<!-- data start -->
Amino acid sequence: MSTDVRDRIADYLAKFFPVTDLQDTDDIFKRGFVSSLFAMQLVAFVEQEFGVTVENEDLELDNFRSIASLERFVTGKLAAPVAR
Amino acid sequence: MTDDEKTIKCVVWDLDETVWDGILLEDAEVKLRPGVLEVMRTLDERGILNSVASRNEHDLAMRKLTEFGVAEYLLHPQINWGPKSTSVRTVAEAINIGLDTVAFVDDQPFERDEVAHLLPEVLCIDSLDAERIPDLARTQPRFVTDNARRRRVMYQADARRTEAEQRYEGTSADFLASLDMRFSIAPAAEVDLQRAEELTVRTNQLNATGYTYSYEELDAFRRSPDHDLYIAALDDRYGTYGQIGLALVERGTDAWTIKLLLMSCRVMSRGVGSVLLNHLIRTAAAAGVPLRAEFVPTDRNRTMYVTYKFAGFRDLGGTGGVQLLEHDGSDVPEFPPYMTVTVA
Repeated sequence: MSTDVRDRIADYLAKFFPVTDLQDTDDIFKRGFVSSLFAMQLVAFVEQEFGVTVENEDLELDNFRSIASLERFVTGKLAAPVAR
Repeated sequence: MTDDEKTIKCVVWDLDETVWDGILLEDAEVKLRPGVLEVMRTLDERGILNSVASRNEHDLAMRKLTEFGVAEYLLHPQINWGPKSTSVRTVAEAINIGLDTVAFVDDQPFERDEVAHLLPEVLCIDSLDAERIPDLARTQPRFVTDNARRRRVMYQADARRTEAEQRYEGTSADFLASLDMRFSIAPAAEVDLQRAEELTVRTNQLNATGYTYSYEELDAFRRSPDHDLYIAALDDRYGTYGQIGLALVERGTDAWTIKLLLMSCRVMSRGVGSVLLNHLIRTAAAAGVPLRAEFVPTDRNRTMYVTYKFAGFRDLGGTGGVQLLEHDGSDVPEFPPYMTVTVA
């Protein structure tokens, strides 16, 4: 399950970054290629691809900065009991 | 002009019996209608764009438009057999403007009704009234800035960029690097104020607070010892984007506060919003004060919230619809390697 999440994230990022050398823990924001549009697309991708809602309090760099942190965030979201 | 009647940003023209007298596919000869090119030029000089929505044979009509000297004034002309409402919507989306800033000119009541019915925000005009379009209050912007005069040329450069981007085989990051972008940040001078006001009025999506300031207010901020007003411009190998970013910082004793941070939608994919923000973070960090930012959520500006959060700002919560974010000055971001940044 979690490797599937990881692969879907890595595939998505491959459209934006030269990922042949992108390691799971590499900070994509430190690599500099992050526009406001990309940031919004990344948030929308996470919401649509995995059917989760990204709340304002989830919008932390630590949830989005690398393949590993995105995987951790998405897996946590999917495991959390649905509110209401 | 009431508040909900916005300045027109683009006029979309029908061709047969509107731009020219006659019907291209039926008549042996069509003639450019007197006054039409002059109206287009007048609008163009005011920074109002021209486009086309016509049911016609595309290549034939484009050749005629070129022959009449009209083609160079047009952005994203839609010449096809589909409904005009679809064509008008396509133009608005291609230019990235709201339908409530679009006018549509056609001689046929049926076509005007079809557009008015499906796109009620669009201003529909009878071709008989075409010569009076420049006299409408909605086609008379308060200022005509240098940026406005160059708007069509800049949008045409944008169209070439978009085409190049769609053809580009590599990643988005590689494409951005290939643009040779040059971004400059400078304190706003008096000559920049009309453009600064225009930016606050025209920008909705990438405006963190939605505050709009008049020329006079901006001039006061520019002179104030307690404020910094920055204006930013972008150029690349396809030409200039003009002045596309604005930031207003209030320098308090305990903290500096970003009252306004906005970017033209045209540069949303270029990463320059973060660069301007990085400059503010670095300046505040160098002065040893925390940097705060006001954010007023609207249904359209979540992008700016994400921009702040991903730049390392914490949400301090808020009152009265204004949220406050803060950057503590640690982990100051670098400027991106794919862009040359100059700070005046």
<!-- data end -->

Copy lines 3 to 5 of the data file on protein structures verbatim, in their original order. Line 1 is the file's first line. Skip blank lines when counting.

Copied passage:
Repeated sequence: MSTDVRDRIADYLAKFFPVTDLQDTDDIFKRGFVSSLFAMQLVAFVEQEFGVTVENEDLELDNFRSIASLERFVTGKLAAPVAR
Repeated sequence: MTDDEKTIKCVVWDLDETVWDGILLEDAEVKLRPGVLEVMRTLDERGILNSVASRNEHDLAMRKLTEFGVAEYLLHPQINWGPKSTSVRTVAEAINIGLDTVAFVDDQPFERDEVAHLLPEVLCIDSLDAERIPDLARTQPRFVTDNARRRRVMYQADARRTEAEQRYEGTSADFLASLDMRFSIAPAAEVDLQRAEELTVRTNQLNATGYTYSYEELDAFRRSPDHDLYIAALDDRYGTYGQIGLALVERGTDAWTIKLLLMSCRVMSRGVGSVLLNHLIRTAAAAGVPLRAEFVPTDRNRTMYVTYKFAGFRDLGGTGGVQLLEHDGSDVPEFPPYMTVTVA
């Protein structure tokens, strides 16, 4: 399950970054290629691809900065009991 | 002009019996209608764009438009057999403007009704009234800035960029690097104020607070010892984007506060919003004060919230619809390697 999440994230990022050398823990924001549009697309991708809602309090760099942190965030979201 | 009647940003023209007298596919000869090119030029000089929505044979009509000297004034002309409402919507989306800033000119009541019915925000005009379009209050912007005069040329450069981007085989990051972008940040001078006001009025999506300031207010901020007003411009190998970013910082004793941070939608994919923000973070960090930012959520500006959060700002919560974010000055971001940044 979690490797599937990881692969879907890595595939998505491959459209934006030269990922042949992108390691799971590499900070994509430190690599500099992050526009406001990309940031919004990344948030929308996470919401649509995995059917989760990204709340304002989830919008932390630590949830989005690398393949590993995105995987951790998405897996946590999917495991959390649905509110209401 | 009431508040909900916005300045027109683009006029979309029908061709047969509107731009020219006659019907291209039926008549042996069509003639450019007197006054039409002059109206287009007048609008163009005011920074109002021209486009086309016509049911016609595309290549034939484009050749005629070129022959009449009209083609160079047009952005994203839609010449096809589909409904005009679809064509008008396509133009608005291609230019990235709201339908409530679009006018549509056609001689046929049926076509005007079809557009008015499906796109009620669009201003529909009878071709008989075409010569009076420049006299409408909605086609008379308060200022005509240098940026406005160059708007069509800049949008045409944008169209070439978009085409190049769609053809580009590599990643988005590689494409951005290939643009040779040059971004400059400078304190706003008096000559920049009309453009600064225009930016606050025209920008909705990438405006963190939605505050709009008049020329006079901006001039006061520019002179104030307690404020910094920055204006930013972008150029690349396809030409200039003009002045596309604005930031207003209030320098308090305990903290500096970003009252306004906005970017033209045209540069949303270029990463320059973060660069301007990085400059503010670095300046505040160098002065040893925390940097705060006001954010007023609207249904359209979540992008700016994400921009702040991903730049390392914490949400301090808020009152009265204004949220406050803060950057503590640690982990100051670098400027991106794919862009040359100059700070005046």